New in Firefox: Cognitive Shield Tab Concept
Article by George Norman
On 24 Mar 2009
Opening a new tab (keyboard shortcut: Ctrl + t) in the latest stable version of the Mozilla developed browser, Firefox 3.0.7 leads you to a blank page. The Mozilla Foundation acknowledged the fact that such default behaviour does not provide much in the functionality department and consequently thought hard of a means to make the new tab screen much more appealing - and here is where Cognitive Shield comes in.

“We believe that the new tab screen should have two main functions: (A) To show you the sites you are most likely to be interested in going to, and (B) to not distract you. That’s the paradox: by design success is when the pages we show are maximally interesting/distracting, but an explicit goal is to not interrupt your flow. No matter where we put the links to your most visited sites (and their latest news), it always seemed to be a distraction, based upon our own perception and the feedback from thousands of testers. The cognitive shield hides the distractions until you move the mouse. Then the links fade in quickly,” explains Mozilla Labs.


The Cognitive Shield is designed to look like a ring of 8 circles. Each circle displays the icon of one of your most visited web pages, and as you would expect, will lead you to said web page. The catch is that in keeping with the “not wanting to interfere with your flow” theme, the circle will be displayed as a dull, grey set of icons – it is only when you point your mouse towards the Cognitive Shield that it becomes colorful and attractive.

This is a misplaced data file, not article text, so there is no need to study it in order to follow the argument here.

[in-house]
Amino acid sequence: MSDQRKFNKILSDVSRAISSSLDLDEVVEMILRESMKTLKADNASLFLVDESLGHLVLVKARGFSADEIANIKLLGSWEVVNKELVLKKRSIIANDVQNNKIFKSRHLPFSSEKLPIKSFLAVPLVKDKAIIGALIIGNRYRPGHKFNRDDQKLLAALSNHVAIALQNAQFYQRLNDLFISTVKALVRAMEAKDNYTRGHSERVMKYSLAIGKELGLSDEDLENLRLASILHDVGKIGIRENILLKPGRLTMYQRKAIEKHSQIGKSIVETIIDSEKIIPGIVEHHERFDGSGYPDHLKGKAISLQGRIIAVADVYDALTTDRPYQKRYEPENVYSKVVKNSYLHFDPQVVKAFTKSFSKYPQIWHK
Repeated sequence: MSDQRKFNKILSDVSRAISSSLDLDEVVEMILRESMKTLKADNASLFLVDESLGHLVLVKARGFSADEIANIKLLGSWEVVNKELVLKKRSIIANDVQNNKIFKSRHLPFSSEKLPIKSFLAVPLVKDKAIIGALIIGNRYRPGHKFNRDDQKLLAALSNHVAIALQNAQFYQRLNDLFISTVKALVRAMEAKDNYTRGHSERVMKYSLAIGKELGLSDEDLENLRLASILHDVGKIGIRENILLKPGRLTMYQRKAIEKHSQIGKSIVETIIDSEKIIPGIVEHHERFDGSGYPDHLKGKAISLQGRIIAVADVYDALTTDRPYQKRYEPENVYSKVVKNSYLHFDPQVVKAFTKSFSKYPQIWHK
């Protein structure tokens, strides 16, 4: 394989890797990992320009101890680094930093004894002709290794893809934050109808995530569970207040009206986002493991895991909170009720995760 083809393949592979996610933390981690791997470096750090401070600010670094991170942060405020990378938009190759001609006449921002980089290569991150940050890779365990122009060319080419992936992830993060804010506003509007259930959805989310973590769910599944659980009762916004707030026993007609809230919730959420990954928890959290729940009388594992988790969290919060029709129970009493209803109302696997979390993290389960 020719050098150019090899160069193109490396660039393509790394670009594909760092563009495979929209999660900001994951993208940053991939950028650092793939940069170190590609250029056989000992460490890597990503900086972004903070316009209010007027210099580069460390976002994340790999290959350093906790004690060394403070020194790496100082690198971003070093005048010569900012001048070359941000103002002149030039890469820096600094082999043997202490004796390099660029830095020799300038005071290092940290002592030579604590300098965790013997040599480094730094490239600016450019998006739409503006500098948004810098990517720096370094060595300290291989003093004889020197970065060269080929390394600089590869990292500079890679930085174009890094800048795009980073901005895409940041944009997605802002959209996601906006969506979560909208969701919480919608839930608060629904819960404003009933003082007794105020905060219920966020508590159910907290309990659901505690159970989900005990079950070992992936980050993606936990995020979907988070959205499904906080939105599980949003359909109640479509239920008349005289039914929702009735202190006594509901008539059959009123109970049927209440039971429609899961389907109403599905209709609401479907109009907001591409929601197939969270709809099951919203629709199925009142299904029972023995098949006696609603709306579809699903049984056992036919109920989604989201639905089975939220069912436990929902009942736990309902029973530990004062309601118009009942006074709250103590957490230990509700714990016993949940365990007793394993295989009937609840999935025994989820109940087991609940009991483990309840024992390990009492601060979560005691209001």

The whole thing goes something like this: you open a new tab, and type in the URL of the site you wish to go, in the address bar. In this situation, your main goal is to access that site as soon as possible; consequently the Cognitive Shield will try not to interfere with your flow and as such you will only see a faded out image of the 8 circle ring. But if you open a new tab in order to access one of your most visited web pages, then all you have to do is hover the mouse over the circle and it will turn into a colorful list of your favorite locations on the web.

Mozilla Labs again: “If you are typing a destination into the navigation bar, then your locus of attention is on the place you are trying to go — so we should stay politely out of your cognitive way. Whether you are using the mouse is a good indicator of whether you are in a cognitive flow or not. That realization resolves the paradox: the links are there when you need then, and not when you don’t.”

If you would like to give Cognitive Shield a try, there are only two things that you must do:
1. Download Firefox 3.1 Beta 3 here.
2. Get the latest version of the New Tab prototype here.

A 3rd step would be very much appreciated by Mozilla: provide your feedback on cognitive Shield here.

Tags: Mozilla, Firefox, Cognitive Shield
About the author: George Norman
George is a news editor.
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